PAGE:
The test for fraudulent membership involves contacting a random sample of 20 people from the membership list by phone and by mail if necessary. Where more than one of the randomly selected people from the membership list cannot be confirmed as a member, then the membership test has been failed.

A random sample check of 20 members was completed in August 2007. Nineteen out of 20 members confirmed their membership. A check against all available membership lists was conducted, and of the 511 members provided by the Party, 2 duplicates and 2 members under 17 were found and removed from the Party's list of members eligible to support the application.

The Party has demonstrated that there is no fraud in its membership list and that it has the 500 members to be eligible for registration.

Constitution

The Party has an up-to-date constitution that was provided with its application. The constitution contains the following matters relevant to registration:

  • an aim of promoting candidates for election to the Federal Parliament;
  • a secretary with a well-defined role; and
  • membership criteria.

The Party passes this test.

Party name

Section 129 prohibits the registration of parties with certain names. A party cannot be registered if its name or abbreviation is:

  • longer than six words;
  • perceived to be obscene;
  • the name, abbreviation, or acronym of the name of another political party (not being a political party that is related to the applicant party) that is a recognised political party;
  • so nearly resembling the name, abbreviation, or acronym of the name of another recognised political party (not being a political party that is related to the applicant party) that it is likely to be confused with that other recognised political party;
  • one that a reasonable person would think, suggests a connection or relationship with another registered political party, if that relationship does not exist;
  • comprised of the words 'Independent Party';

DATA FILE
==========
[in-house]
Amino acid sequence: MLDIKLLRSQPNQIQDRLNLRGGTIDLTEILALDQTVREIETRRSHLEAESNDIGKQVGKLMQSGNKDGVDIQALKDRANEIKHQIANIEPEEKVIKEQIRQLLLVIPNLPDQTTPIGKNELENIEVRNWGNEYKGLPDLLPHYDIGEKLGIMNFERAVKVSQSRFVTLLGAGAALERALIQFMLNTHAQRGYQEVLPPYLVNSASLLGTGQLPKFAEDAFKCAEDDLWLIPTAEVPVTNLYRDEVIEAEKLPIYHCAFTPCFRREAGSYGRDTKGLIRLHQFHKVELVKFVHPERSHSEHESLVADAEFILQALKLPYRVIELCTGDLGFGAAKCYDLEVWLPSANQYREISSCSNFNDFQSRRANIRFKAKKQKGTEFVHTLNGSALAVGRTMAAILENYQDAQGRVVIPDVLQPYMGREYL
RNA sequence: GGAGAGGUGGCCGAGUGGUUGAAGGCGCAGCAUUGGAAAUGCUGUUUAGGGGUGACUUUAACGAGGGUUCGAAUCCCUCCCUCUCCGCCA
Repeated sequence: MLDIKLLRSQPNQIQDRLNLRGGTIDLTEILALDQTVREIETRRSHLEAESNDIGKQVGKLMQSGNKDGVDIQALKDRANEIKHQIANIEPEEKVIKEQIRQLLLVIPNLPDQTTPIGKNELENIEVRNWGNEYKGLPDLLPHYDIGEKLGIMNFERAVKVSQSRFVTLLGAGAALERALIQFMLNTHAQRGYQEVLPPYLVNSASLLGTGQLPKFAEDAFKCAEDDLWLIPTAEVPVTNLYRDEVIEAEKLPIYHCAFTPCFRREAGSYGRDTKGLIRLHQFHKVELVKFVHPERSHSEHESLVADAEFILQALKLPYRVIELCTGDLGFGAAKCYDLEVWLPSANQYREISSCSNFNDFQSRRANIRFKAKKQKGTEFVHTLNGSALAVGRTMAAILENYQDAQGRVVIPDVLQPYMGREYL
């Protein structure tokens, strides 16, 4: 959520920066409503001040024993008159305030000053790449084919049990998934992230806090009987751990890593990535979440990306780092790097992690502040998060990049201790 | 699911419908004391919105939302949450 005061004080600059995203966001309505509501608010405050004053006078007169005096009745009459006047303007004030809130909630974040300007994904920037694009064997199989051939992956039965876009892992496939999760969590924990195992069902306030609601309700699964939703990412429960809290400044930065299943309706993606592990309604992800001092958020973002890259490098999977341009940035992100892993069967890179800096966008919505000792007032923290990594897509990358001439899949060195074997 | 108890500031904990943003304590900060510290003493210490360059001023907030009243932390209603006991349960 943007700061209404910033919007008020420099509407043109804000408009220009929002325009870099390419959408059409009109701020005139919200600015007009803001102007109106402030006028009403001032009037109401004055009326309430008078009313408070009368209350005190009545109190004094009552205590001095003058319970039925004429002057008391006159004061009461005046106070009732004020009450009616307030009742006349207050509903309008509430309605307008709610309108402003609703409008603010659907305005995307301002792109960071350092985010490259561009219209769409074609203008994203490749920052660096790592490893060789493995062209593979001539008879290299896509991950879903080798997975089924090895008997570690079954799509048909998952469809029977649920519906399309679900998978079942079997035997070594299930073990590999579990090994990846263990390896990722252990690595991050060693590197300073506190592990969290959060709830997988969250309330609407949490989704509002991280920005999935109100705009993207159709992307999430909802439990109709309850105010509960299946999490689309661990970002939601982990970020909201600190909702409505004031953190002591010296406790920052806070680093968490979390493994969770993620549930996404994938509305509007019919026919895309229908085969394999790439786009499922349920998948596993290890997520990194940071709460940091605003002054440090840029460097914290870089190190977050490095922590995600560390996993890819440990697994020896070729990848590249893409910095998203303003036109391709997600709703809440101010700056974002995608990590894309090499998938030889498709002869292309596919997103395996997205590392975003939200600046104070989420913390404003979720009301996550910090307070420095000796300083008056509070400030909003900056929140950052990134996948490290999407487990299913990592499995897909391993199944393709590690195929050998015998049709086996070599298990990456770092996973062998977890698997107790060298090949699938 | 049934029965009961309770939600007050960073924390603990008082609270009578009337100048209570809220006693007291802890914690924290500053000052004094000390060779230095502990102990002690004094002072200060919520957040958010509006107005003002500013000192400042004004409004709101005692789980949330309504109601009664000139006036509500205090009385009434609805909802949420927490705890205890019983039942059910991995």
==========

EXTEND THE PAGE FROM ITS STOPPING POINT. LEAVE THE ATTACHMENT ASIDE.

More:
• comprised of, or contains, the word 'Independent', and the name, abbreviation or acronym of a recognised political party; or
  • comprised of, or contains, the word 'Independent' and matter, that so nearly resembles the name, or an abbreviation or acronym of the name of a recognised political party, that the matter is likely to be confused with, or mistaken for, that recognised political party.
There are several parties registered at state level that have names that contain the word 'socialist'. These are set out in the following table.
REGISTER REGISTERED NAME REGISTERED ABBREVIATION
NSW Socialist Alliance No abbreviation
Vic Socialist Alliance (Victoria) Not shown on VEC website
Tas Socialist Alliance Not shown on TEC website

The Party could consequently incur the prohibition under paragraph 129(1)(d) of having a name that so nearly resembles the name, abbreviation, or acronym of the name of another recognised political party (not being a political party that is related to the applicant party) that it is likely to be confused with that other recognised political party.

In determining whether the name offends paragraph 129(1)(d), the precedent of Woollard Administrative Appeals Tribunal decision (Woollard and the AEC and the Liberal Party [2001] AATA 166) applies. In particular, the statement by the Tribunal that:

Absent clear language to contrary effect, this disqualifying provision is not to be construed as to lock up generic words as the property of any organisation when it comes to names that can be used on the ballot paper. And it is significant that there is no registration requirement conditioning the wider use of party names outside the polling booth.

The Party passes the names test.

Objections

Before a decision can be made on an application to register a political party, the AEC is required to advertise the application seeking written submissions objecting to the registration of the party.

Written submissions objecting to an application to register a political party can only address three matters:

  • that the application does not relate to an eligible political party;
  • that the application has not been made in accordance with section 126 of the Act (the section setting out the requirements to be met by an applicant political party); and
  • that the application should be refused under section 129 of the Act (the names test).

No objections were received in relation to this Party's application for registration.

Conclusion

The Socialist Equality Party has been registered.

Tim Pickering
Acting Deputy Electoral Commissioner
Delegate of the Australian Electoral Commission

17 September 2007